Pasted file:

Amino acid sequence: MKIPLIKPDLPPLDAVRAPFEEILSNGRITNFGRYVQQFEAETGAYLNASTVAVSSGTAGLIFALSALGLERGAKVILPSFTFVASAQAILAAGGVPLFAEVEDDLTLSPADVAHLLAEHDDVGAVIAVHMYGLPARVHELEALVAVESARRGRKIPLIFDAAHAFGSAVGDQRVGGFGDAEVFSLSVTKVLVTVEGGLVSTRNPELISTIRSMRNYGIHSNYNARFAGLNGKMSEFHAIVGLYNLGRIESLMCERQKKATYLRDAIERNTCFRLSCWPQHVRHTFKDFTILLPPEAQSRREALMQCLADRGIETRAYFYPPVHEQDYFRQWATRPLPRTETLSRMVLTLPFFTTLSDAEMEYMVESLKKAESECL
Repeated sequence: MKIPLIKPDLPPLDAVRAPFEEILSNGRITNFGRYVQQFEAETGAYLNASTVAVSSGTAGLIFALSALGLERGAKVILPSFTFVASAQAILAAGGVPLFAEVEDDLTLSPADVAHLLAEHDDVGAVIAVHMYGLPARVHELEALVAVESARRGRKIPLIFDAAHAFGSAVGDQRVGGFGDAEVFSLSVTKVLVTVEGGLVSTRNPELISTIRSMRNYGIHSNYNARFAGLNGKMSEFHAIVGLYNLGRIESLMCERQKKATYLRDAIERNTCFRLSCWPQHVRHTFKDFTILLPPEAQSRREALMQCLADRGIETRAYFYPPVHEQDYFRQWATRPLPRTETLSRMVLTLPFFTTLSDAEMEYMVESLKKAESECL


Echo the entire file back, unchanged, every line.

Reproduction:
Amino acid sequence: MKIPLIKPDLPPLDAVRAPFEEILSNGRITNFGRYVQQFEAETGAYLNASTVAVSSGTAGLIFALSALGLERGAKVILPSFTFVASAQAILAAGGVPLFAEVEDDLTLSPADVAHLLAEHDDVGAVIAVHMYGLPARVHELEALVAVESARRGRKIPLIFDAAHAFGSAVGDQRVGGFGDAEVFSLSVTKVLVTVEGGLVSTRNPELISTIRSMRNYGIHSNYNARFAGLNGKMSEFHAIVGLYNLGRIESLMCERQKKATYLRDAIERNTCFRLSCWPQHVRHTFKDFTILLPPEAQSRREALMQCLADRGIETRAYFYPPVHEQDYFRQWATRPLPRTETLSRMVLTLPFFTTLSDAEMEYMVESLKKAESECL
Repeated sequence: MKIPLIKPDLPPLDAVRAPFEEILSNGRITNFGRYVQQFEAETGAYLNASTVAVSSGTAGLIFALSALGLERGAKVILPSFTFVASAQAILAAGGVPLFAEVEDDLTLSPADVAHLLAEHDDVGAVIAVHMYGLPARVHELEALVAVESARRGRKIPLIFDAAHAFGSAVGDQRVGGFGDAEVFSLSVTKVLVTVEGGLVSTRNPELISTIRSMRNYGIHSNYNARFAGLNGKMSEFHAIVGLYNLGRIESLMCERQKKATYLRDAIERNTCFRLSCWPQHVRHTFKDFTILLPPEAQSRREALMQCLADRGIETRAYFYPPVHEQDYFRQWATRPLPRTETLSRMVLTLPFFTTLSDAEMEYMVESLKKAESECL